EMBATTLED President Emmerson Mnangagwa is facing his sternest economic test since assuming power in 2017 as the crash of the Zimbabwean dollar pushes up prices, amid growing disenchantment with his leadership.
Mnangagwa, propelled to office by a military coup, promised substantial political and economic reforms, but has failed to decisively tackle corruption and address a confidence crisis that has been worsened by strong headwinds, including a crippling liquidity crunch, acute fuel and foreign currency shortages, low capacity utilisation and runaway inflation, which have decimated incomes and pensions.
Sources in the security sector revealed that government is in panic mode, fearing civil unrest as the economy deteriorates and extreme poverty deepens.
Mnangagwa’s spokesperson George Charamba, revealed on Twitter that Covid-19 was not the only reason police had tightened security on roads leading into the central business districts of major cities. He said they were thwarting “planned mischief” in reference to anti-government protests.
This week, central Bulawayo resembled a ghost town after thousands of commuters and motorists were forced to return home despite having the necessary documentation to venture into the city centre.
On the political front, the septuagenarian leader is facing growing criticism over human rights abuses and high levels of corruption which have caused disquiet even among his own party members, according to insiders.
The takeover of opposition MDC-Alliance headquarters in Harare by the Thokozani Khupe-led MDC-T using the security forces has triggered global censure.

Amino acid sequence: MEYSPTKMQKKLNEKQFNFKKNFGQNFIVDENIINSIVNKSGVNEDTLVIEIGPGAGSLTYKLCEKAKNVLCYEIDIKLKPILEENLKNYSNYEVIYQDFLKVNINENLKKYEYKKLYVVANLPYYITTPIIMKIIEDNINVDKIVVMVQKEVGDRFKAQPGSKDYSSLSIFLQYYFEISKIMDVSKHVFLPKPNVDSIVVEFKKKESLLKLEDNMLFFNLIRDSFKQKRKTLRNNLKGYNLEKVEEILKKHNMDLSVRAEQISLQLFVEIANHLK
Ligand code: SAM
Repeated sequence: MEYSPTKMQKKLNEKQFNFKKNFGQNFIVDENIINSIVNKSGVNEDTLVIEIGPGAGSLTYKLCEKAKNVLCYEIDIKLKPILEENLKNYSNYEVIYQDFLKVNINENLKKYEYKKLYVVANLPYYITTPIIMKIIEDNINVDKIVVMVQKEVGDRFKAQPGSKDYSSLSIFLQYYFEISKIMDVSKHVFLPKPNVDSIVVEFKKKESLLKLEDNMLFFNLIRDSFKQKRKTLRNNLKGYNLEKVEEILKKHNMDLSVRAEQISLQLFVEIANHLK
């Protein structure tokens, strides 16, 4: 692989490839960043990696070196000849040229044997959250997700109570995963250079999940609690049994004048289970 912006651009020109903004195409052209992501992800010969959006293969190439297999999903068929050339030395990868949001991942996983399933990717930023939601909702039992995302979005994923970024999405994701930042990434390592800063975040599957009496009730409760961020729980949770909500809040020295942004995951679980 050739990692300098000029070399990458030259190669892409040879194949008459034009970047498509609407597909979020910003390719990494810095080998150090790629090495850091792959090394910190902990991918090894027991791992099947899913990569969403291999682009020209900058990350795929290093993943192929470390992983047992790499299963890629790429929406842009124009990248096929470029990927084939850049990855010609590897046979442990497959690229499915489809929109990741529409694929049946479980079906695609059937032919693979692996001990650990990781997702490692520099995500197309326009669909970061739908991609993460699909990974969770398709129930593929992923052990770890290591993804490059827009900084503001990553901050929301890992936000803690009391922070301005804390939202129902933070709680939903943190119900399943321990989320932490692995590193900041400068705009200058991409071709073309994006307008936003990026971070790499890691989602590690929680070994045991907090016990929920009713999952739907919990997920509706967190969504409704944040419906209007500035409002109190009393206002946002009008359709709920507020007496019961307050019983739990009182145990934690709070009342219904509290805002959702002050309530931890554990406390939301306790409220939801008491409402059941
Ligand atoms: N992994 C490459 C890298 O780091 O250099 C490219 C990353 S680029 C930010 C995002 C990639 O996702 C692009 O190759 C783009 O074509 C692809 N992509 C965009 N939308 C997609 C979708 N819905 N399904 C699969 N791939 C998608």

This has been worsened by the alleged abduction and torture of the three MDC Alliance youth leaders Joana Mamombe, Cecilia Chimbiri and Netsai Marova last month.
However, they have since been arrested over charges of faking the abduction and torture. The brutality has drawn criticism from the United Nations.
“The charges against the three women should be dropped. Targeting peaceful dissidents, including youth leaders, in direct retaliation for the exercise of their freedom of association, peaceful assembly and freedom of expression is a serious violation of human rights law,” United Nations human rights experts said in a statement.
Foreign Affairs minister Sibusiso Moyo held a virtual meeting with British minister for Africa James Duddridge recently.
After the meeting, Duddridge revealed on Twitter that he had communicated to the Zimbabwean minister British concern over human rights violations. The European Union and the United States have also condemned the human rights abuses. This has effectively derailed Mnangagwa’s international re-engagement plan.
To compound his woes, high-level corruption implicating the First Family and their associates has been exposed by journalists in the procurement of Zupco buses and Covid-19 test kits and masks.
As the crackdown on the opposition continues, government arrested lawyers,including opposition leader Nelson Chamisa’s attorney Thabani Mpofu, while Zanu-PF’s acting spokesperson Patrick Chinamasa threatened journalists for exposing the first family’s association with Drax International frontman Delish Nguwaya, who was awarded a US$60 million tender to supply drugs and Covid-19 material without going to tender and at grossly inflated prices.
After widespread outrage, both locally and internationally, Mnangagwa ordered the cancellation of the tenders. Nguwaya has since been arrested, with the Zimbabwe Anti-Corruption Commission currently investigating the matter.
Even in Mnangagwa’s own party, disgruntlement over corruption has exploded into the public arena, with Zanu-PF youth league members Godfrey Tsenengamu and Lewis Matutu accusing tycoons close to the President of contributing to economic collapse. This eventually led to the axing of Tsenengamu from the party and the suspension of Matutu.